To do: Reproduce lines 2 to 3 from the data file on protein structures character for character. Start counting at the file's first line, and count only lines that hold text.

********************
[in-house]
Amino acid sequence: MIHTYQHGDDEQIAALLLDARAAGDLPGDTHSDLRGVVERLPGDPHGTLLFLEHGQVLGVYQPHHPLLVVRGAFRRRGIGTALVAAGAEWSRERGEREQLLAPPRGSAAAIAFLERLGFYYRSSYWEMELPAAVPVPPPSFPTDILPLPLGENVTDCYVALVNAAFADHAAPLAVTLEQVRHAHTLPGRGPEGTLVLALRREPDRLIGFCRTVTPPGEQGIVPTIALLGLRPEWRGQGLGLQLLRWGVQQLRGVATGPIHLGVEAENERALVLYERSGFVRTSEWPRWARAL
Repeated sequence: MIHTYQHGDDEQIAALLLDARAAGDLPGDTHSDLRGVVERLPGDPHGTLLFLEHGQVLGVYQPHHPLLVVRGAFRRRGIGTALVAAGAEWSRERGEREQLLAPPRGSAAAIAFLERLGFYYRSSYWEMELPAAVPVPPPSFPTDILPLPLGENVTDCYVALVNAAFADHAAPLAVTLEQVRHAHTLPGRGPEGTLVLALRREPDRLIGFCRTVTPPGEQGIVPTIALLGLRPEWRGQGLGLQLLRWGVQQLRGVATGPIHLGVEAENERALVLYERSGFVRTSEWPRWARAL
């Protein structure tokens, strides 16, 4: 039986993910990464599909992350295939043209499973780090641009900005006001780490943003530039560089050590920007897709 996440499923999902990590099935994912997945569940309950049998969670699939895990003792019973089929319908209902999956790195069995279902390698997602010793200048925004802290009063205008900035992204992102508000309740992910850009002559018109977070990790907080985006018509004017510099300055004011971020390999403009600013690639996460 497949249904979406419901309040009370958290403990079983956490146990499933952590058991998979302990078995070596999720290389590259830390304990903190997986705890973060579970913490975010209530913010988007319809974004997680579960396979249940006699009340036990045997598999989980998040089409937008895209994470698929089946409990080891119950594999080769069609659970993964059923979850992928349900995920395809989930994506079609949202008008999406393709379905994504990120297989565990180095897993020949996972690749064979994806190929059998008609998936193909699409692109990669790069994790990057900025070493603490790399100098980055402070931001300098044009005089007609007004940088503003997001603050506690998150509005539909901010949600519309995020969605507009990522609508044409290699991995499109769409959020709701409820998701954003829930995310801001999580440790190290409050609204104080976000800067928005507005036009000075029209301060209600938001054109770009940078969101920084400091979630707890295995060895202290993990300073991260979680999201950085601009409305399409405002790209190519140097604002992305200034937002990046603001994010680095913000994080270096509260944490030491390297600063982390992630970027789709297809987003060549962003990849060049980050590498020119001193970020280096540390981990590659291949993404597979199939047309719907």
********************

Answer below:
Amino acid sequence: MIHTYQHGDDEQIAALLLDARAAGDLPGDTHSDLRGVVERLPGDPHGTLLFLEHGQVLGVYQPHHPLLVVRGAFRRRGIGTALVAAGAEWSRERGEREQLLAPPRGSAAAIAFLERLGFYYRSSYWEMELPAAVPVPPPSFPTDILPLPLGENVTDCYVALVNAAFADHAAPLAVTLEQVRHAHTLPGRGPEGTLVLALRREPDRLIGFCRTVTPPGEQGIVPTIALLGLRPEWRGQGLGLQLLRWGVQQLRGVATGPIHLGVEAENERALVLYERSGFVRTSEWPRWARAL
Repeated sequence: MIHTYQHGDDEQIAALLLDARAAGDLPGDTHSDLRGVVERLPGDPHGTLLFLEHGQVLGVYQPHHPLLVVRGAFRRRGIGTALVAAGAEWSRERGEREQLLAPPRGSAAAIAFLERLGFYYRSSYWEMELPAAVPVPPPSFPTDILPLPLGENVTDCYVALVNAAFADHAAPLAVTLEQVRHAHTLPGRGPEGTLVLALRREPDRLIGFCRTVTPPGEQGIVPTIALLGLRPEWRGQGLGLQLLRWGVQQLRGVATGPIHLGVEAENERALVLYERSGFVRTSEWPRWARAL